UMBC's lone conference honoree from last season is sophomore forward Adrian Satchell. The 6-foot-5, 205-pound Connecticut native became the second Retriever in seven years to earn a slot on the America East All-Rookie Team. He averaged 6.2 points per game and was the leading freshman rebounder in America East with 5.1 caroms per outing. Satchell shot 51.2 percent from the floor while starting all 30 games for the Retrievers.

Despite his best efforts, he was physically unable to match up defensively with opposing power forwards last year, but is noticeably bigger this fall. "Adrian is a player that quietly gets the job done," Monroe said. "He has worked very hard to get himself physically ready for this season. He has improved his 15-18 foot-range shot and his moves around the basket."  

The coaching staff is very excited about freshmen Matt Conway and Chase Plummer. Coach Monroe feels that the six-foot-seven Conway is "one of the better natural athletes on the team." The Florida native prepped at St. Thomas More in Connecticut last season, a program which advanced to the National Prep Championship.

Plummer competed at New Jersey's national power St. Patrick last fall and came on strong after a knee injury curtailed his playing time in the first half of the campaign. He was somewhat overshadowed by his higher-profile teammates, but Coach Monroe feels UMBC has found a true gem in Plummer.

"Chase can be as good as he wants to be," Monroe said." He is one of our stronger players at this early stage of his career. He has a good mid-range game, is an excellent passer and we expect him to be a solid rebounder."

Junior Jake Wasco will be spending the great bulk of his playing time around the rim. Wasco started the 12 consecutive America East games before an ankle injury in mid-February curtailed his season. The six-foot-eight, 235-pound Philadelphia native averaged 2.7 rebounds per contest and is being counted on for rebounding, defense and scoring around the basket this season. 

The Schedule

UMBC opens its 25th season of NCAA Division I basketball on Sunday, Nov. 14 as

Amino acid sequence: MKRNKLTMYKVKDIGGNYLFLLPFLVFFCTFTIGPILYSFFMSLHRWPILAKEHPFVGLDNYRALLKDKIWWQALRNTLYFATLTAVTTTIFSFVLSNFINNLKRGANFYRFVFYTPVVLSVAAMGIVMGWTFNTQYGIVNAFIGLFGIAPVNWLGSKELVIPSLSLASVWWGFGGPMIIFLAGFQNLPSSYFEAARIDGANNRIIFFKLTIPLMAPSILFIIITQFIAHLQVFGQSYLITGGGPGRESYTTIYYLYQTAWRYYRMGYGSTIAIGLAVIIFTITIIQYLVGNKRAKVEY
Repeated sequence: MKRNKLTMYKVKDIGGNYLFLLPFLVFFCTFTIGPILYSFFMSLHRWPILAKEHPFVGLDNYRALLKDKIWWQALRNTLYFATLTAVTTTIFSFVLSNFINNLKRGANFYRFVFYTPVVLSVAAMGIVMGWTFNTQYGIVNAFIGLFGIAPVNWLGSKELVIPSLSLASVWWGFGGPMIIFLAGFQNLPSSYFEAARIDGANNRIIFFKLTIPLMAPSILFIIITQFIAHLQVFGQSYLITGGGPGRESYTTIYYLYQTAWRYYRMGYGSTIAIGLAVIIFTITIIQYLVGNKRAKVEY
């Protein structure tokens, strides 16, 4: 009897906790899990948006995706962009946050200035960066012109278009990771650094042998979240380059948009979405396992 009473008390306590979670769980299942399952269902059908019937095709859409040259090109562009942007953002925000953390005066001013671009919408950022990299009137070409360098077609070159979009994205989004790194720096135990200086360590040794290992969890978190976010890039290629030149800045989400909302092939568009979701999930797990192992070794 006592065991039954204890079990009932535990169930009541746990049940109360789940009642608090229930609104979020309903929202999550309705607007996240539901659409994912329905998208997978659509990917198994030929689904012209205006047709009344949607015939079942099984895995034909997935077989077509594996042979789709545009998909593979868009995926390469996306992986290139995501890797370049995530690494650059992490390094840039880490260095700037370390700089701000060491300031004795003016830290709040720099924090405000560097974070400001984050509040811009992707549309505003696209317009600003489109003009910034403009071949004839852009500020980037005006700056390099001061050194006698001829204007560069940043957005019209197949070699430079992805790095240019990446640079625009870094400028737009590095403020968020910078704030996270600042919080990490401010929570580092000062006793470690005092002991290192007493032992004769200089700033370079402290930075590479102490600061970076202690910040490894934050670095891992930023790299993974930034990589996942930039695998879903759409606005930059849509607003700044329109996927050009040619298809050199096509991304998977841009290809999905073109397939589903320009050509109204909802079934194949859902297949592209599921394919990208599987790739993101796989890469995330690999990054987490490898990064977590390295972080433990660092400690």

they host high-scoring VMI. For the second straight year, the Retrievers will face the other Baltimore-based Division I programs, although three of those four battles will be on the road.

"We should be playing all of the local schools. It is exciting for the players, the coaches, the administrators, and should be for all local college basketball fans as well," Monroe said. 

 

The schedule is also highlighted by a pair of games at Big East Conference heavyweights U. Conn (Dec. 3) and Notre Dame (Dec. 22). UMBC will face the Huskies and Fightin' Irish for the first time ever in men's basketball.

 

Boston University is the preseason favorite in the America East race this season, but Coach Monroe sees a well-balanced league in 2010-11.

 

"It should be an exciting season. Every team has gone through some personnel changes and will be trying to find their way," Monroe said. "I feel that every conference game is going to be very competitive and it's going to be one of those years that it will be difficult from any team to break away from the pack."

The Final Take

Coach Monroe sees no hangover effect on the squad from a difficult 2009-10 campaign. In fact, he has observed a very determined approach from the holdovers in spring workouts and summer training to the entire complement of a dozen players that will make up this year's squad.  

"I really like this team's mentality," he said. "There is more of a togetherness with this group and they all get along really well. They are hungry to getting started."

I am excited about his team. They have a level of enthusiasm, energy and passion for the game that has been very apparent from the outset of the year. This group has bought in to what we'd like UMBC Basketball to be about."